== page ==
3. A discriminating device according to claim 1, wherein said first optical sensor and said second optical sensor do not each react to reflected light from a portion in which the two kinds of objects of determination are placed.
4. A discriminating device according to claim 1, wherein a printing plate on which an image is recorded, is used as one of the two kinds of objects of determination, and an interleaf paper of which surface reflectivity is different from that of the printing plate and which is interposed between stacked printing plates, is used as the other one of the two kinds of objects of determination.
5. A discriminating device according to claim 2, wherein said first optical sensor and said second optical sensor do not each react to reflected light from a portion in which the two kinds of objects of determination are placed.
6. A discriminating device according to claim 2, wherein optical sensors of the same specifications are used for said first optical sensor and said second optical sensor.
7. A discriminating device according to claim 3, wherein a printing plate on which an image is recorded, is used as one of the two kinds of objects of determination, and an interleaf paper of which surface reflectivity is different from that of the printing plate and which is interposed between stacked printing plates, is used as the other one of the two kinds of objects of determination.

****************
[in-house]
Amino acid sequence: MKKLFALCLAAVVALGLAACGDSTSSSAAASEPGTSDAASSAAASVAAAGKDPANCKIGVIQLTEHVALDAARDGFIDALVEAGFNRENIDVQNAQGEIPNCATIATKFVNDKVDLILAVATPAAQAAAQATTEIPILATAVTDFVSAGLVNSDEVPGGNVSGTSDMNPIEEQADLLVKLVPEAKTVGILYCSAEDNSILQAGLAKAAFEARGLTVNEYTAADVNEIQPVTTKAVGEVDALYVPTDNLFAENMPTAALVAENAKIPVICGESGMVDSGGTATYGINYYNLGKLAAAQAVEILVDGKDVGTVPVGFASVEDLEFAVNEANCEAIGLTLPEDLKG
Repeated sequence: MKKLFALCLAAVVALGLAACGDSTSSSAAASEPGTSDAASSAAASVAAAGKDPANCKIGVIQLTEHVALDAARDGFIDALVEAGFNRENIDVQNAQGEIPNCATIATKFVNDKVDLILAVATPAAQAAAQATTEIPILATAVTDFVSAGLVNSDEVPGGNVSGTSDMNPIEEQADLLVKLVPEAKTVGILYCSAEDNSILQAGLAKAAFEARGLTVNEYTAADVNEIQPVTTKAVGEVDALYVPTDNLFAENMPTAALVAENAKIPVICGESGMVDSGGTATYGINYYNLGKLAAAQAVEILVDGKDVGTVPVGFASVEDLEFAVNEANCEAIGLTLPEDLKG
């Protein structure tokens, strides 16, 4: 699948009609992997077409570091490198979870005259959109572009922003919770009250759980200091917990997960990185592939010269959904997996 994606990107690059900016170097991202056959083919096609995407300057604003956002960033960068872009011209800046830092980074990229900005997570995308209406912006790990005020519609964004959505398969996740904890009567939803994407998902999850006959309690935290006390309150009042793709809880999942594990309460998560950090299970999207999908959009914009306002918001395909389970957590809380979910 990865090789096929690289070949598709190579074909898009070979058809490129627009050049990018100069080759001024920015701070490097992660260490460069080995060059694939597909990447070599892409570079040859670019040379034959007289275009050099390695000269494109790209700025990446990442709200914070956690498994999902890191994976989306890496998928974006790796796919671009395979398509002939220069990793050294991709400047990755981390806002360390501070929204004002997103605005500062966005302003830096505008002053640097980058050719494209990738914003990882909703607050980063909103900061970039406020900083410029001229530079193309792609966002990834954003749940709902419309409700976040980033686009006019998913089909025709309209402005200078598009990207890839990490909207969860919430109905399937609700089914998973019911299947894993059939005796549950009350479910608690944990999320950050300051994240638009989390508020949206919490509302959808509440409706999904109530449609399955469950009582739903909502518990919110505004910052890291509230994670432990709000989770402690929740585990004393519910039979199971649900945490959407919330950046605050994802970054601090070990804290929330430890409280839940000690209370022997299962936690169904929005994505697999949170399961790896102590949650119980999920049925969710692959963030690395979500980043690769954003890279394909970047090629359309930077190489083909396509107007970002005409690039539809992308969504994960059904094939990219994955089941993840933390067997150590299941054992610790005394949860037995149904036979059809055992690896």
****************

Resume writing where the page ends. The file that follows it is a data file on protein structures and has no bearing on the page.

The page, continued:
8. A discriminating device according to claim 5, wherein a printing plate on which an image is recorded, is used as one of the two kinds of objects of determination, and an interleaf paper of which surface reflectivity is different from that of the printing plate and which is interposed between stacked printing plates, is used as the other one of the two kinds of objects of determination.
9. A discriminating device for discriminating between sheets of different kinds of materials, wherein different kinds of materials have different surface reflectivities, the device comprising:
(a) a support for supporting a sheet of material;
(b) an optical sensing arrangement disposed in relation to the support for receiving light reflected from the sheet of material, the optical sensing arrangement having at least one sensor, which when operated, produces an electronic output when the reflected light received from the sheet at least equals a predetermined value, and does not produce output when the reflected light received from the sheet is less than the predetermined value; and
(c) a computer connected in electronic communication to the optical sensor and receiving the electronic output from the sensor, the computer including program logic which determines the kind of material in accordance with the electronic output received;
wherein the reflected light incident upon a light receiving portion of a first sensor of the at least one sensor is substantially perpendicular to a surface of the light receiving portion of the first sensor that receives the reflected light, and the reflected light incident upon a light receiving portion of a second sensor of the at least one sensor is oblique to a surface of the light receiving portion of the second sensor that receives the reflected light.